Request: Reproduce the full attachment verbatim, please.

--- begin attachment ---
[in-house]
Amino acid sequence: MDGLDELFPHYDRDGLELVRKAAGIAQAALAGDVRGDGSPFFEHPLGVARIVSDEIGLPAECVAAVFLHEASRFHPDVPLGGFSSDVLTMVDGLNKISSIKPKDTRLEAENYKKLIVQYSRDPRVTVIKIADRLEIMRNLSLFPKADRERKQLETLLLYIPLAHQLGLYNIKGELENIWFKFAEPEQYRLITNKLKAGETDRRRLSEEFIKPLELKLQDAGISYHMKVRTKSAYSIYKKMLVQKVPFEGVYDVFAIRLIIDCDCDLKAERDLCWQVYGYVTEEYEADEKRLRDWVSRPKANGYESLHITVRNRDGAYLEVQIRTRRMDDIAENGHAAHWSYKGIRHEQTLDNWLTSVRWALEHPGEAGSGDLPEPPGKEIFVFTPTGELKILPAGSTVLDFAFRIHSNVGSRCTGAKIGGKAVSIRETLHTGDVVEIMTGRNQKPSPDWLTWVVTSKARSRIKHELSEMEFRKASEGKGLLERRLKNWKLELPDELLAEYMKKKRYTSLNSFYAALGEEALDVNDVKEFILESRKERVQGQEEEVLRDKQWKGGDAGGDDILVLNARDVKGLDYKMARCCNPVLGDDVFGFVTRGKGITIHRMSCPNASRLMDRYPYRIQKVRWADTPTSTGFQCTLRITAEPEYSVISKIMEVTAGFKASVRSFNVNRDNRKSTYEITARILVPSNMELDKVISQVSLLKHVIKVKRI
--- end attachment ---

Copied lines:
[in-house]
Amino acid sequence: MDGLDELFPHYDRDGLELVRKAAGIAQAALAGDVRGDGSPFFEHPLGVARIVSDEIGLPAECVAAVFLHEASRFHPDVPLGGFSSDVLTMVDGLNKISSIKPKDTRLEAENYKKLIVQYSRDPRVTVIKIADRLEIMRNLSLFPKADRERKQLETLLLYIPLAHQLGLYNIKGELENIWFKFAEPEQYRLITNKLKAGETDRRRLSEEFIKPLELKLQDAGISYHMKVRTKSAYSIYKKMLVQKVPFEGVYDVFAIRLIIDCDCDLKAERDLCWQVYGYVTEEYEADEKRLRDWVSRPKANGYESLHITVRNRDGAYLEVQIRTRRMDDIAENGHAAHWSYKGIRHEQTLDNWLTSVRWALEHPGEAGSGDLPEPPGKEIFVFTPTGELKILPAGSTVLDFAFRIHSNVGSRCTGAKIGGKAVSIRETLHTGDVVEIMTGRNQKPSPDWLTWVVTSKARSRIKHELSEMEFRKASEGKGLLERRLKNWKLELPDELLAEYMKKKRYTSLNSFYAALGEEALDVNDVKEFILESRKERVQGQEEEVLRDKQWKGGDAGGDDILVLNARDVKGLDYKMARCCNPVLGDDVFGFVTRGKGITIHRMSCPNASRLMDRYPYRIQKVRWADTPTSTGFQCTLRITAEPEYSVISKIMEVTAGFKASVRSFNVNRDNRKSTYEITARILVPSNMELDKVISQVSLLKHVIKVKRI